El Cantara, Soho – restaurant review

We all need to get away from time to time. The freezing and wind-swept streets of London encourage thoughts of distant lands, exotic fabrics, tooled metal lamps, Moorish tiles and the gentle splash of a fountain. Perhaps a quick trip to the Alhambra in Granada, Spain, or one might harbour romantic dreams of the tantalising foods in the Djemaa el Fna in Marrakesh.

restaurant review el cantara So plan your trip. Cut through Chinatown, hang a left at the top of Gerrard Place and a right down Frith Street and your journey ends at no.45, just opposite Little Italy, right next door to Ronnie Scott’s Jazz Club. This isn’t a culinary take on The Lion, the Witch and the Wardrobe. And whilst you won’t be transported through hanging fur coats to a snowscape illuminated by a lamp-post, you will find yourself in a rather tasteful corner of North Africa with more than a hint of Southern Spain.

Combining the culinary traditions of two continents is quite common. We enjoy fusion and pan-Asian meals with no thought to the marriage of disparate ingredients. The liaison between Spain and North Africa is, however, one that has endured for centuries. Indeed Spain was part of the great Islamic empire that enjoyed its European dominion for around four centuries. At the end of that religious adventure Spain retained many of the tastes of its cultured conqueror, and the world of Islam mourned the loss of those fertile lands.

El Cantara has only been open a few months but it has already won a host of regulars. Its menu is short but has wide appeal for those who enjoy the casual conviviality of Spanish tapas and for others who relish a traditional Moroccan tagine. It’s the lunch-time haunt of couples who want an express meal to revive themselves for further retail pursuits, but equally for those larger groups who deck their table with communal dishes of Paella. Yes, that’s perhaps the ethos here – sharing.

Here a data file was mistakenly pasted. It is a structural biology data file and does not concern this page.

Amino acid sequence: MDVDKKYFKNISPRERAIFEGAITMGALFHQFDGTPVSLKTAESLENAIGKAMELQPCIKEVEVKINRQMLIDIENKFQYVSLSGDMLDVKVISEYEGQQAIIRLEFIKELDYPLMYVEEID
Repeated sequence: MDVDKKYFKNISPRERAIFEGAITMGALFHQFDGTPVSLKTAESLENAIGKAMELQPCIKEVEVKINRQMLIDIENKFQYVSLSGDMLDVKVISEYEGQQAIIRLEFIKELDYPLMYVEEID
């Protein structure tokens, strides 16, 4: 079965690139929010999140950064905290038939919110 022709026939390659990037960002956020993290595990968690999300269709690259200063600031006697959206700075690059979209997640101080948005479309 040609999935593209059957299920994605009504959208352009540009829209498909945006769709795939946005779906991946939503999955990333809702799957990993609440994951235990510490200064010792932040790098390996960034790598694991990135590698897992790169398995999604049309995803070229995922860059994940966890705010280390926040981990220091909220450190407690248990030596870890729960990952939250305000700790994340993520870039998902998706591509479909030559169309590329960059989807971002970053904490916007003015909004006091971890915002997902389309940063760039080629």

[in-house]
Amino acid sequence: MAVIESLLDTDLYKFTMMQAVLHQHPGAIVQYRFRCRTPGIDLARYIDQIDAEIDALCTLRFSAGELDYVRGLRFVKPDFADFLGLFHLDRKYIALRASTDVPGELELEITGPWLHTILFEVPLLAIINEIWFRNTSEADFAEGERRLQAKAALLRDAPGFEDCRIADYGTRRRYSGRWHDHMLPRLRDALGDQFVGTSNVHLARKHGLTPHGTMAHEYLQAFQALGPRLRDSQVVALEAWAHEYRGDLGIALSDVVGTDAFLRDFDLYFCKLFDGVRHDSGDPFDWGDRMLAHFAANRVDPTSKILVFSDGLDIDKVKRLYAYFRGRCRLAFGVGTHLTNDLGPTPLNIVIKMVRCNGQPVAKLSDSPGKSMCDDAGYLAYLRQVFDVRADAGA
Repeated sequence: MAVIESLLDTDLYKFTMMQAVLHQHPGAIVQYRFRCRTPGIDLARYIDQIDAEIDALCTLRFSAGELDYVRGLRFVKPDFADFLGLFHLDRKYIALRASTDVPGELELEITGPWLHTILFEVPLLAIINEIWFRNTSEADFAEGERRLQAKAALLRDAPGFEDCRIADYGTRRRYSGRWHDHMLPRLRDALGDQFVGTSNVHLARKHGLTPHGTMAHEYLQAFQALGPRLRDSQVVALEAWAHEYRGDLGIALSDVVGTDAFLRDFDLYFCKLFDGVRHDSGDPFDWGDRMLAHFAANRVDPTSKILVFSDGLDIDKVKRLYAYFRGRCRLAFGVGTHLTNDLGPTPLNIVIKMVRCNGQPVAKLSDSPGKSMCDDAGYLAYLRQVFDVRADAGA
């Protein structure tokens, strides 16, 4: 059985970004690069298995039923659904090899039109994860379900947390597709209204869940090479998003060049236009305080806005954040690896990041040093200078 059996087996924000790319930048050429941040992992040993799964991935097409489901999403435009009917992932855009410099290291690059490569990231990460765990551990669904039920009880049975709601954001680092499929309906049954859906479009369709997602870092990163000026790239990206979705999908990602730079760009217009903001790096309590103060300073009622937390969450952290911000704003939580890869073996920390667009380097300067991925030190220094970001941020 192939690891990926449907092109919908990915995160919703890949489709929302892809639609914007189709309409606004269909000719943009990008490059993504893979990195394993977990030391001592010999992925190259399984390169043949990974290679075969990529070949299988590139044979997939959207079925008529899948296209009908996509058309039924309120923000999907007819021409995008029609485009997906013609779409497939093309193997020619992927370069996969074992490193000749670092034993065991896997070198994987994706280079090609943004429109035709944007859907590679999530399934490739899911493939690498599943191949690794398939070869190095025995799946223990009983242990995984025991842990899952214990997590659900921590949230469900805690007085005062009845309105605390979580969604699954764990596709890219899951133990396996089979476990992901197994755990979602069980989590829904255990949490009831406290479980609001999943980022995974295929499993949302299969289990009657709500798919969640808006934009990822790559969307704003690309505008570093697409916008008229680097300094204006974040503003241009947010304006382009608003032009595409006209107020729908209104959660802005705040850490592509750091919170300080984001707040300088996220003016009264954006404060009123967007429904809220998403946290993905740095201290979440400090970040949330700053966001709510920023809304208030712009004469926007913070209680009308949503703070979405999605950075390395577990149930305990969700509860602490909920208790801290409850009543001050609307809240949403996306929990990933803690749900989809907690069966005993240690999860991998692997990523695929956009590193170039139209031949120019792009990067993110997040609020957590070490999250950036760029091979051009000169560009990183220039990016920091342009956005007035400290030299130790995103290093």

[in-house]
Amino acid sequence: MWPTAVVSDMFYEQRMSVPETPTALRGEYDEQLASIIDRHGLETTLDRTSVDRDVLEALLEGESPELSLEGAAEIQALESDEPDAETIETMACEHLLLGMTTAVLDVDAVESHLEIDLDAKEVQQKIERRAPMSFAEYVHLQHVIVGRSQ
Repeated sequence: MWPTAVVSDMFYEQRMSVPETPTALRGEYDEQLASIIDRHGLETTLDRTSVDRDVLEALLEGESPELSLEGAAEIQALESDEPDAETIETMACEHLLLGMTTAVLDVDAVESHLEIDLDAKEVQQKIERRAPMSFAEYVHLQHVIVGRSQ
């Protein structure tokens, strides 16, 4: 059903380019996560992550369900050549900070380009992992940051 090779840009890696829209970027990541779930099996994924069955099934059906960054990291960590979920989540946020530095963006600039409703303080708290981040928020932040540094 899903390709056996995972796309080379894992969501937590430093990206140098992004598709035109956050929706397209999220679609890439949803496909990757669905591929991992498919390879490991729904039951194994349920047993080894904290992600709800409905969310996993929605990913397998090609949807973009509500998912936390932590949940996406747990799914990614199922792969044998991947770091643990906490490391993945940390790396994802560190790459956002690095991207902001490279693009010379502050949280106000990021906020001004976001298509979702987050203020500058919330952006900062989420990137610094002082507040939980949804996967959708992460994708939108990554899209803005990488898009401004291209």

The menu offered various meal deals for a single diner or a crowd. There were only two of us so we opted for a free-style graze of inter-continental small plates to start. Hoummus was here as expected, but so were Sweet Potato Croquetas, which were a delightfully different version of the classic fried tapas found all over the Iberian Peninsula. Merguez and Feta in Philo Pastry gave a nod to the southern coast of the Mediterranean, but the stars of the spread were the Mushrooms in Garlic Oil. The smokey flavour was remarkable and those fungi exuded juices that cried out to be, and were indeed, mopped by warm flatbread. An occasion when the word ‘yummy’, not often used on this site of exquisite wordsmithery, is quite apt.

The main dishes included Lamb Tagine served in a rustic and conically-hatted eponymous dish. A bowl of plain couscous was all that was needed to make this a complete meal. Tender meat and aromatic spices. Moroccan cooking draws from sweet spices rather than the more fiery palate of South Asia.

My Skewers of Cubed Lamb had absorbed the delicate char of the grill. The meat was succulent and unadorned, being just lightly seasoned and marinated in oil and parsley. Rice and a salsa were its accompaniments, with a ramekin of mild sauce to add a delicate piquancy.

Dessert was a favourite. Crema Catalana is the Spanish (a Catalan would probably be incandescent with rage at the association with his larger neighbour) equivalent of the French Crème Brulée. Crema is, in my opinion, superior to crème brulée. The texture is silky yet more unctuous and decadent. Rather a rich custard than an apologetic jelly.

Lunch at El Cantara was a delicious confection of foods nibbled during animated conversation. A meal of fragrant dishes enjoyed in a charming restaurant of earth tones, classic tiles, intricately wrought metalwork and Marrakesh-inspired style. I‘ll return to linger on the Shisha terrace, bathe in perfumed smoke and probably order some more of those mushrooms …if the snow leaves off!

El Cantara
45 Frith Street, Soho, London, W1D 4SD
Telephone: 020 7734 6868
Visit El Cantara here


Restaurant review by Chrissie Walker © 2018